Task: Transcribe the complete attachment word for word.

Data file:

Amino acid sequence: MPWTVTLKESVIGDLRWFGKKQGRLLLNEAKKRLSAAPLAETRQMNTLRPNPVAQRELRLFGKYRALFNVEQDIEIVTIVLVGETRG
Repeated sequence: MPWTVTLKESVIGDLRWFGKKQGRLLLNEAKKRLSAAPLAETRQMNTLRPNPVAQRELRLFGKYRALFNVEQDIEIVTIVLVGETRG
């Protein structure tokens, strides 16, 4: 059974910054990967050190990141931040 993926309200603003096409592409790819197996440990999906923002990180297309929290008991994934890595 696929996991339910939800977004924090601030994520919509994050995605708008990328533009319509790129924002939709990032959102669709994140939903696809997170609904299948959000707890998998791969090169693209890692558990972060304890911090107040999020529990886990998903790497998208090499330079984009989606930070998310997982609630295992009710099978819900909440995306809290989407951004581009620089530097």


Amino acid sequence: MPWTVTLKESVIGDLRWFGKKQGRLLLNEAKKRLSAAPLAETRQMNTLRPNPVAQRELRLFGKYRALFNVEQDIEIVTIVLVGETRG
Repeated sequence: MPWTVTLKESVIGDLRWFGKKQGRLLLNEAKKRLSAAPLAETRQMNTLRPNPVAQRELRLFGKYRALFNVEQDIEIVTIVLVGETRG
């Protein structure tokens, strides 16, 4: 059974910054990967050190990141931040 993926309200603003096409592409790819197996440990999906923002990180297309929290008991994934890595 696929996991339910939800977004924090601030994520919509994050995605708008990328533009319509790129924002939709990032959102669709994140939903696809997170609904299948959000707890998998791969090169693209890692558990972060304890911090107040999020529990886990998903790497998208090499330079984009989606930070998310997982609630295992009710099978819900909440995306809290989407951004581009620089530097």